ANN: New configuration module released

Vinay Sajip vinay_sajip at
Wed Nov 10 10:29:39 CET 2004

Michael Foord wrote:

> ConfigObj (here we go...) my config file parser, if called with just a
> filename, parses everything in the config file and presents the
> results as a dictionary. That means you can add config file support
> with basically 1 line of code (plus the import statement). This is
> particularly useful for small admin scripts where you write the config
> files yourself - speed and simplicity over flexibility.

I agree that speed and simplicity are important, and if you can get them 
without sacrificing flexibility, even better. I looked at ConfigObj, and 
I would summarise the advantages of the config module I released over 
ConfigObj as follows. It shares the following features which you find 
desirable (from the ConfigObj documentation):

* Ease of use - dictionary like access
* Multiple (list) values for keywords
* Easy to create, modify and write files
* Human readable
* Comments are preserved
* Quoting is optional [where unambiguous]
* Powerful set of options for parsing and writing

It also has the following additional features (apologies if ConfigObj 
offers them too, I'm going by the documentation):

* There's no limit on the level of nesting of lists or mappings. One of 
my main problems with ConfigParser is the limited depth of 2 levels -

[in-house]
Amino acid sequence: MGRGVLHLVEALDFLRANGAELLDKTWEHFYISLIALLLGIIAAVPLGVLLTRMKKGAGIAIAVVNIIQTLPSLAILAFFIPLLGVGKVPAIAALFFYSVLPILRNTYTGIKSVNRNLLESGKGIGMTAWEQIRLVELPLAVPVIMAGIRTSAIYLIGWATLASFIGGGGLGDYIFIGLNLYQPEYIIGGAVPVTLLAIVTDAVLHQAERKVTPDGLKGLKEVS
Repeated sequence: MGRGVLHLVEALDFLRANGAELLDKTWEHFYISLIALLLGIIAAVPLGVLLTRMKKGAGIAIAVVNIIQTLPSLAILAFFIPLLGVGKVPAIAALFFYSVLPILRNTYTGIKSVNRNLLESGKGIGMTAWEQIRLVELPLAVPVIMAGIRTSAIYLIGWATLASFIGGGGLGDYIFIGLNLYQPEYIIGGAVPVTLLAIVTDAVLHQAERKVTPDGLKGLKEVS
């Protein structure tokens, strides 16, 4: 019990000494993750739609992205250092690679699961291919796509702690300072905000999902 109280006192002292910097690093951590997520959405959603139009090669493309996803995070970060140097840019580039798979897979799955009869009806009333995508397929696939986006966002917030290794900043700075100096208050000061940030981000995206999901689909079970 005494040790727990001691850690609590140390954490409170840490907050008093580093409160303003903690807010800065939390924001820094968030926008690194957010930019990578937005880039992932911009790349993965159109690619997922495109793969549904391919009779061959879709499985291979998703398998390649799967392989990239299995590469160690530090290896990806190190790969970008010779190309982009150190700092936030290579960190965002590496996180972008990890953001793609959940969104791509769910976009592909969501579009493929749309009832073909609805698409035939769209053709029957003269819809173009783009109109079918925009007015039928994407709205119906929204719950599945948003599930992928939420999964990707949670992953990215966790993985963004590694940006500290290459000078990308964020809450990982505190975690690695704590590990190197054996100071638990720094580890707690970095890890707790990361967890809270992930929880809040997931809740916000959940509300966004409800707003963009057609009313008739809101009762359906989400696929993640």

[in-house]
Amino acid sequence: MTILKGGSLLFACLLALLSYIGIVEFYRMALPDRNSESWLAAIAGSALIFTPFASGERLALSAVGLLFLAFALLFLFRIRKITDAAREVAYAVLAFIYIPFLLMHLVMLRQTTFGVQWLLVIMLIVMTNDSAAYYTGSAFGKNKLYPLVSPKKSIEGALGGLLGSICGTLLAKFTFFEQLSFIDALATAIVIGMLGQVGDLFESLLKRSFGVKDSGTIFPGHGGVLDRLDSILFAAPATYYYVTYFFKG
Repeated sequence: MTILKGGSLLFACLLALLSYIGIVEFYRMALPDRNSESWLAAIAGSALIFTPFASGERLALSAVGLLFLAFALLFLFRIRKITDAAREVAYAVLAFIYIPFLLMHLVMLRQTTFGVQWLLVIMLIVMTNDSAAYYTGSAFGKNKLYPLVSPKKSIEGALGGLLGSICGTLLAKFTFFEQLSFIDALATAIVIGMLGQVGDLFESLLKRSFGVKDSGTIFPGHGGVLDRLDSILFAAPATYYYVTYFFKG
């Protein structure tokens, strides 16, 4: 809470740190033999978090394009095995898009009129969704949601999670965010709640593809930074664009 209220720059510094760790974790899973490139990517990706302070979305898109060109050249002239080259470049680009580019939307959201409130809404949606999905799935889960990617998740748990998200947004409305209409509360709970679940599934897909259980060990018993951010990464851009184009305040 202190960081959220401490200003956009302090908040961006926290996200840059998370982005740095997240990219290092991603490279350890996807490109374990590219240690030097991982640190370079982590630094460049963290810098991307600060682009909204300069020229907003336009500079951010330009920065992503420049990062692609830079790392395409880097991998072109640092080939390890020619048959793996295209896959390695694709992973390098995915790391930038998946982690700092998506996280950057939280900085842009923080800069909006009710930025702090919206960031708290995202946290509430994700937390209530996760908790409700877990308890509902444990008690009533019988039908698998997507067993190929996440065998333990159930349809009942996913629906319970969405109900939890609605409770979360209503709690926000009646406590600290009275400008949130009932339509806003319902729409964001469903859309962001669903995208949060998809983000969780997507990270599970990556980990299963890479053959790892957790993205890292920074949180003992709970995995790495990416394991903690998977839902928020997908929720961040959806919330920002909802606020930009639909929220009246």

sections and keys. This is where I found ConfigObj too limiting, too.
* Easy access to real Python objects such as sys.stderr or logging.DEBUG 
  or values from modules in the application using the config module.
* Good support for value substitution and value sharing.
* Access via attribute notation (a.b) as well as dictionary notation 
* There's no need for special quoting (like &mjf-quot; and &mjf-lf;). 
Triple-quoted and raw strings are not (yet) supported, but you can use 
single or double quotes and escape characters inside the string.
* Good integration with optparse.
* Defaults can be handled using ConfigList, which allows looking through 
a list of configurations and returns a value from the first 
configuration which defines one.
* Support for merging configurations (not an especially common use case) 
and including configurations held in separate files (this use case is 
more common).
* You can access a value through a path: cfg.a.b[3].c['d e'] is 
equivalent to cfg.getByPath("a.b[3].c['d e']"). This is useful where 
paths are constructed dynamically in the application, rather than 
hard-coded. (For example, using sys.platform in the path to get 
platform-dependent values.)
* Can easily handle remote configurations - you simply provide your own 
stream opener, e.g. urllib2.urlopen().

Conversely, there is no schema-like support in my module, which 
ConfigObj offers through configspecs. I could, of course, add it later 
if I felt it necessary. The reason I don't provide schemas is that I 
haven't felt it necessary for application configuration, though of 
course if makes perfect sense to use them in data-exchange applications 
(for which XML is often better, anyway). By not providing a schema, the 
main thing users have to deal with is missing values or values which are 
of the wrong type. To my mind, roughly the same amount of work is 
required to deal with this as with handling exceptions thrown by a 
schema validation layer; especially as a schema cannot always catch 
semantic errors in the data.

Best Regards,

Vinay Sajip

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